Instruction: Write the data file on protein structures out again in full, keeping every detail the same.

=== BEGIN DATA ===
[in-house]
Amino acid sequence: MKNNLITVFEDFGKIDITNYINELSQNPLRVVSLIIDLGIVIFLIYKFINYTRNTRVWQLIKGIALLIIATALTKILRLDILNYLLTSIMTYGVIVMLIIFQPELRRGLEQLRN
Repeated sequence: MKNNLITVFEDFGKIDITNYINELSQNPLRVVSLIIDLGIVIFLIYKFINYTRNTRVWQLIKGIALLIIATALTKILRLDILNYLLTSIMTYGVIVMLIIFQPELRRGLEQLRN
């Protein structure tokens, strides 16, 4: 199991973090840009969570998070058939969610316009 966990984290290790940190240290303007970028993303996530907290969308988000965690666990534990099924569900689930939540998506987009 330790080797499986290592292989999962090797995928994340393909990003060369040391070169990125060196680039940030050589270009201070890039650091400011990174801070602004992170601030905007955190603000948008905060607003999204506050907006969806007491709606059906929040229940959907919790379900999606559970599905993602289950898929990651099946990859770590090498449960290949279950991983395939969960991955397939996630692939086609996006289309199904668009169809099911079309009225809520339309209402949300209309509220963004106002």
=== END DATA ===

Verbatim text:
[in-house]
Amino acid sequence: MKNNLITVFEDFGKIDITNYINELSQNPLRVVSLIIDLGIVIFLIYKFINYTRNTRVWQLIKGIALLIIATALTKILRLDILNYLLTSIMTYGVIVMLIIFQPELRRGLEQLRN
Repeated sequence: MKNNLITVFEDFGKIDITNYINELSQNPLRVVSLIIDLGIVIFLIYKFINYTRNTRVWQLIKGIALLIIATALTKILRLDILNYLLTSIMTYGVIVMLIIFQPELRRGLEQLRN
């Protein structure tokens, strides 16, 4: 199991973090840009969570998070058939969610316009 966990984290290790940190240290303007970028993303996530907290969308988000965690666990534990099924569900689930939540998506987009 330790080797499986290592292989999962090797995928994340393909990003060369040391070169990125060196680039940030050589270009201070890039650091400011990174801070602004992170601030905007955190603000948008905060607003999204506050907006969806007491709606059906929040229940959907919790379900999606559970599905993602289950898929990651099946990859770590090498449960290949279950991983395939969960991955397939996630692939086609996006289309199904668009169809099911079309009225809520339309209402949300209309509220963004106002």